Brazilian President Dilma Rousseff on Tuesday canceled her official visit to Washington set for next month in the wake of recent revelations that the US National Security Agency (NSA) spied on her, top officials in her government and ordinary citizens over the past years.
The “postponement of the visit” was announced in a statement released by the Brazilian government, which also pointed out that the decision had been reached jointly by Washington and Brasilia.
Rousseff made up her mind to cancel the October 23 visit after she spoke for about 20 minutes on the telephone with US President Obama, who made a last-ditch effort to convince her to go. At that moment, Brazilian Foreign Minister Luiz Alberto Figueiredo was informing Rousseff about his recent visit to Washington, where he held talks with Obama administration officials about the espionage allegations.
Despite the fallout from the NSA affair, the White House issued a statement on Tuesday reaffirming the strength of the bilateral relationship between the two countries. “The president has said that he understands and regrets the concerns that disclosures of alleged US intelligence activities have generated in Brazil and made clear that he is committed to working together with President Rousseff and her government in diplomatic channels to move beyond this issue as a source of tension in our bilateral relationship.”
Last month, Globo TV revealed in a news program that the NSA had monitored Rousseff’s phone calls and text messages, as well as the communications of other top officials. The allegations stemmed from documents leaked by wanted former NSA contractor Edward Snowden and Glenn Greenwald, a US journalist based in Brazil who helped him to divulge the information. Previously, the Rio de Janeiro daily O Globo had reported that Brazilian telecoms helped the NSA spy on hundreds of ordinary citizens over the years, information that also allegedly came from Snowden’s leaked documents.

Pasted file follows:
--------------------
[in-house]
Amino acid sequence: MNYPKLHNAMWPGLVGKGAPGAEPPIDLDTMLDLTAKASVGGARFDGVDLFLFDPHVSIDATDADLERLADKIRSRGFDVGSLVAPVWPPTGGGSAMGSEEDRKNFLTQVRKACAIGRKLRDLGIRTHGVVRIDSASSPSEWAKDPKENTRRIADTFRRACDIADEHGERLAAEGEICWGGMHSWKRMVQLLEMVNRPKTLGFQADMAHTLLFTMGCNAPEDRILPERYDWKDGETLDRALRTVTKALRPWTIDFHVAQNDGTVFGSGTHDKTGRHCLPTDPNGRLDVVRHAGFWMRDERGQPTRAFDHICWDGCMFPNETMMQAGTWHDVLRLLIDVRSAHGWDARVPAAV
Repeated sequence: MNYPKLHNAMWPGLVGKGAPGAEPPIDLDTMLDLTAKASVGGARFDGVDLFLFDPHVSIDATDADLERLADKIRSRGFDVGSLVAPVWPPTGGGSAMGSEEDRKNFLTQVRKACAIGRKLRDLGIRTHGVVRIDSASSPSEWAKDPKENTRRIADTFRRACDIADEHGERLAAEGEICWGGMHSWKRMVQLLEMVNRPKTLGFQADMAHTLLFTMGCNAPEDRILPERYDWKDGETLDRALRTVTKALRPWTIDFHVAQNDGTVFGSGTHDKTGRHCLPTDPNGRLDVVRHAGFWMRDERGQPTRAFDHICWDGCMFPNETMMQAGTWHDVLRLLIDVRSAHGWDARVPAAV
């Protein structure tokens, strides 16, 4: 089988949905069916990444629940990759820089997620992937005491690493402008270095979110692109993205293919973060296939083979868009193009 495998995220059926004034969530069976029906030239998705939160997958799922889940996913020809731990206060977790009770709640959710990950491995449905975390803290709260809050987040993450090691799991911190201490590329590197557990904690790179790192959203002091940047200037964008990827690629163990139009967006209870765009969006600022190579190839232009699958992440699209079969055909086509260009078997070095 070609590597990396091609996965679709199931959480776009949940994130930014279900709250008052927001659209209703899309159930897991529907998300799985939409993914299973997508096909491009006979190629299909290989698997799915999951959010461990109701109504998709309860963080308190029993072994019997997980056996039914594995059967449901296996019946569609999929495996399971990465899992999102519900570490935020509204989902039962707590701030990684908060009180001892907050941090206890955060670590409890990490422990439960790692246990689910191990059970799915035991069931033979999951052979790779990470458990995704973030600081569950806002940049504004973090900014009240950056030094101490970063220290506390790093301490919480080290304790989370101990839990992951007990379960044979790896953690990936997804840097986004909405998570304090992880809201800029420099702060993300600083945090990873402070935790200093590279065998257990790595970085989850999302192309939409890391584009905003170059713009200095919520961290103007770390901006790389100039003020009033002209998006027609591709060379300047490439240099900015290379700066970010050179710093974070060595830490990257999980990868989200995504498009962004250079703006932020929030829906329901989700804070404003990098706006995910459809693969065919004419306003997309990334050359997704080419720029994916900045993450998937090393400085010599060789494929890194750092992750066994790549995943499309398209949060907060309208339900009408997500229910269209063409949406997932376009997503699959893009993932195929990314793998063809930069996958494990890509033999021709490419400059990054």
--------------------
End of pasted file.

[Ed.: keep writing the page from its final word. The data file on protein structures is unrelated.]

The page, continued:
Rousseff’s decision to cancel her visit is seen as a two-fold strategy that could favor her on international stage, besides drumming up support at home as she ponders a second run at the presidency next year. After the fallout from the espionage scandal back home, it would have been an embarrassment for Brazilians to see their president walk down a red carpet at the White House. “The visit would have no doubt been hypocritical,” wrote the columnist Fabio Zanini in the daily Folha de São Paulo.
A visit to the White House at this time would have been seen by voters “as a signal of weakness”
After the first revelations were published about US intelligence operations in their country, Brazilians from all walks of life, including Rousseff, considered the spying allegations “a serious matter.”
The Brazilian leader gave Obama a week in which to give her a full explanation. During the G20 Summit in St Petersburg earlier this month, the two spoke privately for 40 minutes. “I told him that I wanted him to explain everything,” she said.
Everyone knew that Obama was not going to apologize to Rousseff, and least of all, in writing. In laying down a time frame for his response, Rousseff has become the first Brazilian leader to stand up to a US president in such a public manner, mirroring the way in which Brazil has emerged from under the US shadow to demand equal respect as a world power.
And Brazilian diplomats knew that Obama wasn’t going to explain “everything” and not within a short period. But Rousseff showed diplomacy by stating that the visit was postponed for now without setting a definite new date. It would have been the first time in 20 years that a Brazilian leader had made an official visit to Washington; the last being Fernando Henrique Cardoso. The charismatic Luiz Inácio Lula da Silva did not make any official visits to the United States during his eight years in office.
Gerson Camarotti, a political columnist for Globo News, wrote Tuesday that “the final evaluation that came from Dilma’s political advisors focused the argument of using national sovereignty as an important component in the 2014 presidential campaign.” A visit to the White House at this time would have been seen by voters “as a signal of weakness,” Camarotti wrote.
With this firm gesture, Rousseff has been able to show that she is capable of standing up to any country, including the United States. As Zanini wrote: “The most important thing is that there has never been any Latin American leader who has lost votes for standing up to the Yanks.”
Next week, Rousseff will go to the United States but to speak at the UN General Assembly, where she will take the opportunity to denounce the United States for conducting illegal intelligence operations in other countries. Many analysts believe she will be welcomed in New York by the international community as a heroine — someone who knew how to say “no” to the White House.